I became a vegetarian in September 2001. It was my first week of university, and when I saw that the cafeteria offered ample vegetarian options for every meal, I quickly made up my mind that eighteen years of meat-eating had been more than enough.
“It was because of the chicken wings,” I told my family when they alarmedly voiced their concerns for my iron and protein intake. “They served this flavourless pile of skin and bones and called them Buffalo chicken wings – what a joke!”
However, the absurdity of this explanation became apparent when, upon visiting my hometown of Buffalo, NY a few months later, I did not immediately run to the Anchor Bar (birthplace of this famous culinary delight) for a plate of genuine Buffalo wings, nor did I take a single bite of the Thanksgiving turkey my family placed on the table. My mind was made up. I was vegetarian. And, contrary to what I told my family, my reasons went deeper than a college caprice. I’d actually been planning for a vegetarian adulthood as early as 1995, when the movie Babe alerted me to the horrors of factory farming and the cruelty inherent in the food we eat. So, as time went on and my family’s questions persisted, I let the truth emerge: I was a vegetarian because I cared about animal welfare.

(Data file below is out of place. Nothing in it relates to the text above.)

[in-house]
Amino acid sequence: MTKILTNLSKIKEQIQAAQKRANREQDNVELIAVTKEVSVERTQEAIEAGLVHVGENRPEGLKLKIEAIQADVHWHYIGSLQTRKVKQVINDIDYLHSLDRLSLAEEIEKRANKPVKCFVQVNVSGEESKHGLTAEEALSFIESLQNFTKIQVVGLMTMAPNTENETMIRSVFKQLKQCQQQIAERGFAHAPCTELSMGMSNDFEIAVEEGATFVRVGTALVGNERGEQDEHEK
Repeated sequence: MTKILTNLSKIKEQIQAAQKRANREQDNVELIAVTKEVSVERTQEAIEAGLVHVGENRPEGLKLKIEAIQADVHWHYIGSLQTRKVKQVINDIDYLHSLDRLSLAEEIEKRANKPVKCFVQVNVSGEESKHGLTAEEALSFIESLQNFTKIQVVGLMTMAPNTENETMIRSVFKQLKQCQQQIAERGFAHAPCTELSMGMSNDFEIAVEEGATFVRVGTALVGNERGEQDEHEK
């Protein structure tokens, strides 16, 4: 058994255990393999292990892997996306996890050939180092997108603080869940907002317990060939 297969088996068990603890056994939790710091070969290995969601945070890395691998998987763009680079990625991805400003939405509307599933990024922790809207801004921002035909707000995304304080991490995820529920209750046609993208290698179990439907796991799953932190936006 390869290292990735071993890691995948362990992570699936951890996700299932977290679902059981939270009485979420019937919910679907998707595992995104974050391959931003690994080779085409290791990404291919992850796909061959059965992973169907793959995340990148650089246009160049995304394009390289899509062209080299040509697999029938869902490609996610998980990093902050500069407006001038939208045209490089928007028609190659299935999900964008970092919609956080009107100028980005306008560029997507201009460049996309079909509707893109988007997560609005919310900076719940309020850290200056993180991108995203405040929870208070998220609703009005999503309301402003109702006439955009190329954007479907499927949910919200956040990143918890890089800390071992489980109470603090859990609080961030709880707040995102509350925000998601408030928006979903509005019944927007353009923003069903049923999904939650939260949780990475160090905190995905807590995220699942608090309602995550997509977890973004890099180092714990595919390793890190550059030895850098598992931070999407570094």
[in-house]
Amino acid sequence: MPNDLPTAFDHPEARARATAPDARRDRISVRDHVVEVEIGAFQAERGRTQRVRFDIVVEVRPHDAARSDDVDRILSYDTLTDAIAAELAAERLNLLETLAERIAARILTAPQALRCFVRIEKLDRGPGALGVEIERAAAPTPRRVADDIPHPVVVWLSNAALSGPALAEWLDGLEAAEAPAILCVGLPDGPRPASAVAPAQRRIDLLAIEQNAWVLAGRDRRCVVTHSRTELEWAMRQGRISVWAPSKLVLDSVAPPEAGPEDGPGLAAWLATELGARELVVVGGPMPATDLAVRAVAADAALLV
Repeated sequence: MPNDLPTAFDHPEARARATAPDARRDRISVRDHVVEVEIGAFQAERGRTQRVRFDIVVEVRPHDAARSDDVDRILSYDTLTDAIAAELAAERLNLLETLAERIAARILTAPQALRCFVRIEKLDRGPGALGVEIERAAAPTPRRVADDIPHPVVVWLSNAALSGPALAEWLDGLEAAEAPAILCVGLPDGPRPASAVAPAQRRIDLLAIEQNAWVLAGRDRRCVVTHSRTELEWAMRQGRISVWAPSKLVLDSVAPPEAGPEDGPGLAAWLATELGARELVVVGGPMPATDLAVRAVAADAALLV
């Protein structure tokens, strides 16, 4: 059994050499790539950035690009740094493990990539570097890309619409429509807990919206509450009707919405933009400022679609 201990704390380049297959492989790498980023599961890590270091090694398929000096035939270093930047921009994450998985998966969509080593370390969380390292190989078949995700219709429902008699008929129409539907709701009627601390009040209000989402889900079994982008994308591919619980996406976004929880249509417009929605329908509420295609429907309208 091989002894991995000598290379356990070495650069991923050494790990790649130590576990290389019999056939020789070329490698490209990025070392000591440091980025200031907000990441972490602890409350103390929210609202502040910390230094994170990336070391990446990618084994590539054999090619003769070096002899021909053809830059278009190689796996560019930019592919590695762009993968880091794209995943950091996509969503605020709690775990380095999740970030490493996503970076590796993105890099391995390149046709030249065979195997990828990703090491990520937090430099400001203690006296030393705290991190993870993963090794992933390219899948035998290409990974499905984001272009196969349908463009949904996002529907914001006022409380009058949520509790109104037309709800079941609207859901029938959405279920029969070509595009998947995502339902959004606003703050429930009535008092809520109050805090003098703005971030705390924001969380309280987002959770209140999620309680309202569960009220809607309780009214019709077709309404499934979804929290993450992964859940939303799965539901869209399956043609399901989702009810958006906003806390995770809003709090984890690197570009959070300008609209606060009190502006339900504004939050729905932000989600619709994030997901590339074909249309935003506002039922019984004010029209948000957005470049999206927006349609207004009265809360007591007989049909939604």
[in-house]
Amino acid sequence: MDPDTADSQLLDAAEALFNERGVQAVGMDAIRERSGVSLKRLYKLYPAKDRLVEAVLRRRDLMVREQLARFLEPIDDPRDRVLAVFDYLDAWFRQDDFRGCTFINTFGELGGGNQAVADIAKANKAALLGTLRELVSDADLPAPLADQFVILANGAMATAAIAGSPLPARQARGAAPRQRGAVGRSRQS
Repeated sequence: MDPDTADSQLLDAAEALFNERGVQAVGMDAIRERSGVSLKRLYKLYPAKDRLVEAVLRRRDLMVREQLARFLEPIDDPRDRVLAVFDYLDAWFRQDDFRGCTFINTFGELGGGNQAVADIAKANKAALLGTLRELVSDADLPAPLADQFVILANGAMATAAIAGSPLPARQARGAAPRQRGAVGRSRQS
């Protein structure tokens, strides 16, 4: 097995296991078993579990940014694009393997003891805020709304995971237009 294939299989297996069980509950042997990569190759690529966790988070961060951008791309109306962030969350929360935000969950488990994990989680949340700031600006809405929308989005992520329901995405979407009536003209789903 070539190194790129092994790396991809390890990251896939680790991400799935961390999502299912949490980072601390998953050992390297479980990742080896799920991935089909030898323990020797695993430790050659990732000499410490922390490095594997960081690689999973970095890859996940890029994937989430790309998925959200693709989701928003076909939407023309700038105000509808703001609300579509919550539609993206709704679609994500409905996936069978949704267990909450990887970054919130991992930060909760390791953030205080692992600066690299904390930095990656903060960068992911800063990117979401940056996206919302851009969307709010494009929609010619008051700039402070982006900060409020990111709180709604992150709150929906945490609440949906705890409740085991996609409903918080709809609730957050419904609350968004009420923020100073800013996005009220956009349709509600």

Nevertheless, I was worried about how people would respond to my stated reason. I was hardly a viable portrait of an animal rights activist. I owned a leather jacket. I wore leather shoes. I used make-up and moisturizer and plenty of other products whose making depended on animal cruelty. Feeling like I could not easily change these self-contradictory behaviours, I tried to keep my vegetarianism as concealed as possible. I didn’t want to have to have to justify this decision. I didn’t want to be a hypocrite. I told myself that the bad-Buffalo-wings explanation was as good as any.